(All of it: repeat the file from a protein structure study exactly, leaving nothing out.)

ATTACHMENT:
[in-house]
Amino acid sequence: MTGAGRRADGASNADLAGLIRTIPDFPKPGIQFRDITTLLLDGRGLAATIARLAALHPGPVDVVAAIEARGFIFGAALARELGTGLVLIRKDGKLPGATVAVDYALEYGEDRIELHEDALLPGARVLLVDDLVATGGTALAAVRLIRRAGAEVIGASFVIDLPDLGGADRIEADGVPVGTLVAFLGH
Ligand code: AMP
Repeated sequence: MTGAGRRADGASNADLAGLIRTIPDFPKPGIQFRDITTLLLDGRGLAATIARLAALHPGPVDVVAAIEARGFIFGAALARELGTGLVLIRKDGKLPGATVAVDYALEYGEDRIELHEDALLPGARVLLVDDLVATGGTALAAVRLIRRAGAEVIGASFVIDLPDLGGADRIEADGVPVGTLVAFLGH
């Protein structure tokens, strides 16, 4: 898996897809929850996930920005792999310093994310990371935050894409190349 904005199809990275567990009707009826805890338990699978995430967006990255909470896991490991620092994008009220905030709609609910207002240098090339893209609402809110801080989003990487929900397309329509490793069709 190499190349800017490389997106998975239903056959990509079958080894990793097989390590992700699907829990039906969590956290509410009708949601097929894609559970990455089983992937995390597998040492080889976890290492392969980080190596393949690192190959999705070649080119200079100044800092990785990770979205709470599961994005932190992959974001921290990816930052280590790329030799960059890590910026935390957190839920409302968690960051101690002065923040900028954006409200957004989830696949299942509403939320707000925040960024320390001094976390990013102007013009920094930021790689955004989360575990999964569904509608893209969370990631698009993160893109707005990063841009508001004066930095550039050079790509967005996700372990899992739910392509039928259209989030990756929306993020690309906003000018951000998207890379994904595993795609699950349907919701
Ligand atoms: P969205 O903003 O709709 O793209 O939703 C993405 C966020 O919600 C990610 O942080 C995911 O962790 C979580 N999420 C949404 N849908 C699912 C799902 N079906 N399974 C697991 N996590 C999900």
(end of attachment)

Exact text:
[in-house]
Amino acid sequence: MTGAGRRADGASNADLAGLIRTIPDFPKPGIQFRDITTLLLDGRGLAATIARLAALHPGPVDVVAAIEARGFIFGAALARELGTGLVLIRKDGKLPGATVAVDYALEYGEDRIELHEDALLPGARVLLVDDLVATGGTALAAVRLIRRAGAEVIGASFVIDLPDLGGADRIEADGVPVGTLVAFLGH
Ligand code: AMP
Repeated sequence: MTGAGRRADGASNADLAGLIRTIPDFPKPGIQFRDITTLLLDGRGLAATIARLAALHPGPVDVVAAIEARGFIFGAALARELGTGLVLIRKDGKLPGATVAVDYALEYGEDRIELHEDALLPGARVLLVDDLVATGGTALAAVRLIRRAGAEVIGASFVIDLPDLGGADRIEADGVPVGTLVAFLGH
């Protein structure tokens, strides 16, 4: 898996897809929850996930920005792999310093994310990371935050894409190349 904005199809990275567990009707009826805890338990699978995430967006990255909470896991490991620092994008009220905030709609609910207002240098090339893209609402809110801080989003990487929900397309329509490793069709 190499190349800017490389997106998975239903056959990509079958080894990793097989390590992700699907829990039906969590956290509410009708949601097929894609559970990455089983992937995390597998040492080889976890290492392969980080190596393949690192190959999705070649080119200079100044800092990785990770979205709470599961994005932190992959974001921290990816930052280590790329030799960059890590910026935390957190839920409302968690960051101690002065923040900028954006409200957004989830696949299942509403939320707000925040960024320390001094976390990013102007013009920094930021790689955004989360575990999964569904509608893209969370990631698009993160893109707005990063841009508001004066930095550039050079790509967005996700372990899992739910392509039928259209989030990756929306993020690309906003000018951000998207890379994904595993795609699950349907919701
Ligand atoms: P969205 O903003 O709709 O793209 O939703 C993405 C966020 O919600 C990610 O942080 C995911 O962790 C979580 N999420 C949404 N849908 C699912 C799902 N079906 N399974 C697991 N996590 C999900």